Regarding adulteration, in summary the more fatty acids added to the bio combustible the more viscous it gets. To comprehend the impact of added oil in biodiesel on viscosity samples we calculated the r². The r² for the samples fluctuated between 0.9874 and 0.9988 (Table 3). The mean r² observed was 0.9920 (Figure 2). The high correlation value between adulterant proportion and viscosity show us that the viscosity analysis has great potential to be used as purity test for biodiesel. Further investigation is needed to establish this alternative test.
In this study we inferred that the addition of 20% (v/v) adulterant to any of the biodiesel analyzed in this study is sufficient to detect adulteration based on viscosity. We also can observe on Figure 2 that even adulterant ratio lower than 20% might be detectable through viscosity analysis. However, more studies are needed to elucidate the minimal adulterant amount which can be detected by viscosimetric changes in biodiesel.
In spite of confirming that different raw materials result in biodiesel with different physicochemical properties, we also confirmed our hypothesis that the viscosity analysis is able to detect adulteration in biodiesel. Although, to put this protocol into practice, a database of different source biodiesel would be necessary, since we demonstrated that bio combustible fatty acid composition influence the product characteristics, such as viscosity. Further investigation is essential to comprehend the minimum adulterant content which can be detected by viscosity analysis.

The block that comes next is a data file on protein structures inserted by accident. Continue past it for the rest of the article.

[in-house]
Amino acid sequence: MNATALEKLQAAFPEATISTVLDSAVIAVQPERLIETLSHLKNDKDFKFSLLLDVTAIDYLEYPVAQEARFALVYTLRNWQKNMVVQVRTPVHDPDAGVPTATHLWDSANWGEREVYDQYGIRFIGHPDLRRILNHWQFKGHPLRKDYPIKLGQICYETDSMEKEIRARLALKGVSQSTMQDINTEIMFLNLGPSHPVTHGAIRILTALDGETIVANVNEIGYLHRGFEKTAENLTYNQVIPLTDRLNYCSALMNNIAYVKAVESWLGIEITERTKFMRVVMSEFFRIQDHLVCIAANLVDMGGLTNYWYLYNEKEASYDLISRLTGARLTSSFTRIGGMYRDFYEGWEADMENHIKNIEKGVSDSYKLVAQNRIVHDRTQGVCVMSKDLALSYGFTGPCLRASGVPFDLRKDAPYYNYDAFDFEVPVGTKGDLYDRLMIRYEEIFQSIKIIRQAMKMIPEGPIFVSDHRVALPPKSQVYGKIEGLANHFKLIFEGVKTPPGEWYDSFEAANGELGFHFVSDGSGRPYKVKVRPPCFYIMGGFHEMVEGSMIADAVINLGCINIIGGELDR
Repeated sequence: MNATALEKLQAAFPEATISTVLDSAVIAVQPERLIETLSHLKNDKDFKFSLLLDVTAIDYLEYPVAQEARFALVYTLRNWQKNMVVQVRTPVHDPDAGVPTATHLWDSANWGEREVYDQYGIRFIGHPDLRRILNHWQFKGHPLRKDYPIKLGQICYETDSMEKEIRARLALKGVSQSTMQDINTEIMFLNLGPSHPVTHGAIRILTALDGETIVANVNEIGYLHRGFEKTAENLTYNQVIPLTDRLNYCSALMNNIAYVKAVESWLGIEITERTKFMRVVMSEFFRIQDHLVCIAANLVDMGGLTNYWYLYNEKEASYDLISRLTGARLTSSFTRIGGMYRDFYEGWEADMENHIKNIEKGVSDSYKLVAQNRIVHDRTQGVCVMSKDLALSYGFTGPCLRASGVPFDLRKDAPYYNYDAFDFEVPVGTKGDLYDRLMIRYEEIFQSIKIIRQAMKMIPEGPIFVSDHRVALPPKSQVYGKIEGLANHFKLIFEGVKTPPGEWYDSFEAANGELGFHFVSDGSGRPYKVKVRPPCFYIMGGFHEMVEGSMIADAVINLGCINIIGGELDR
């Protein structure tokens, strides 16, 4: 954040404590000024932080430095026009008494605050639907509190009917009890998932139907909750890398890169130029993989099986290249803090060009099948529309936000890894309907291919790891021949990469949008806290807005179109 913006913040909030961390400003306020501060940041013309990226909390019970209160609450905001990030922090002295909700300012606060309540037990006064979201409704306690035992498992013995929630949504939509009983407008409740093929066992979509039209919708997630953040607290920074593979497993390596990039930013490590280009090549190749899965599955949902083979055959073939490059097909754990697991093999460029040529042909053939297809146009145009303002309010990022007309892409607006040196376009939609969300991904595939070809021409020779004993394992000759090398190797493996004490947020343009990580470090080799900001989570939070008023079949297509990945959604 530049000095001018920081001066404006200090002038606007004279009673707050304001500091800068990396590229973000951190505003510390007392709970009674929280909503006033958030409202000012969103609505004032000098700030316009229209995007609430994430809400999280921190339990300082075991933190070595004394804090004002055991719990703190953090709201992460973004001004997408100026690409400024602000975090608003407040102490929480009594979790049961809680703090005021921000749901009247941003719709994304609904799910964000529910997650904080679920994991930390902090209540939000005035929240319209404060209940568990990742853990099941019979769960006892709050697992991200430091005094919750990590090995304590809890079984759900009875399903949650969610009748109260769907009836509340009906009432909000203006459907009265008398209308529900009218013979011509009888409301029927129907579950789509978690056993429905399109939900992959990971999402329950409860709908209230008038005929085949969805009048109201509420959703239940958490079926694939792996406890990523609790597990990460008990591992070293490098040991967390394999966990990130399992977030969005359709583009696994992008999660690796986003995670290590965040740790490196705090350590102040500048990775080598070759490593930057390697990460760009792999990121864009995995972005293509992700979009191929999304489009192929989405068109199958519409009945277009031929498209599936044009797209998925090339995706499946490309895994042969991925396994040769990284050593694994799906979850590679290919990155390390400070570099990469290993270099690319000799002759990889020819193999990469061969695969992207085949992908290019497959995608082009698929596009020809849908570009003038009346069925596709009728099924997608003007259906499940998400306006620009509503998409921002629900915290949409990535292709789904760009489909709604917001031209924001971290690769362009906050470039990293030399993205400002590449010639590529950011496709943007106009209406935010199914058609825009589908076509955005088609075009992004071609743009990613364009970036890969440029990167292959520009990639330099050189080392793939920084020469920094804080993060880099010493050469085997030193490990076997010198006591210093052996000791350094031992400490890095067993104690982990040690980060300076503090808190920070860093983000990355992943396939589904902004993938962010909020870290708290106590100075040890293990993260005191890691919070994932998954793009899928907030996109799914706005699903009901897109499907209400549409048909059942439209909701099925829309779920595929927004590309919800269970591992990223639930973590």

The authors are grateful to Coordenação de Aperfeiçoamento de Pessoal de Nível Superior (CAPES), Conselho Nacional de Desenvolvimento Científico e Tecnológico (CNPq) and Fundação de amparo a Pesquisa do Estado do Rio Grande do Sul (FAPERGS) for supporting this study.
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Citation: Crizel MG, Lenz V, Ritter M, Pacheco B and Pereira CMP. Viscosity Analysis: A Potential Protocol to Detect Adulteration in Biodiesel. Austin Environ Sci. 2016; 1(2): 1010. ISSN:2573-3605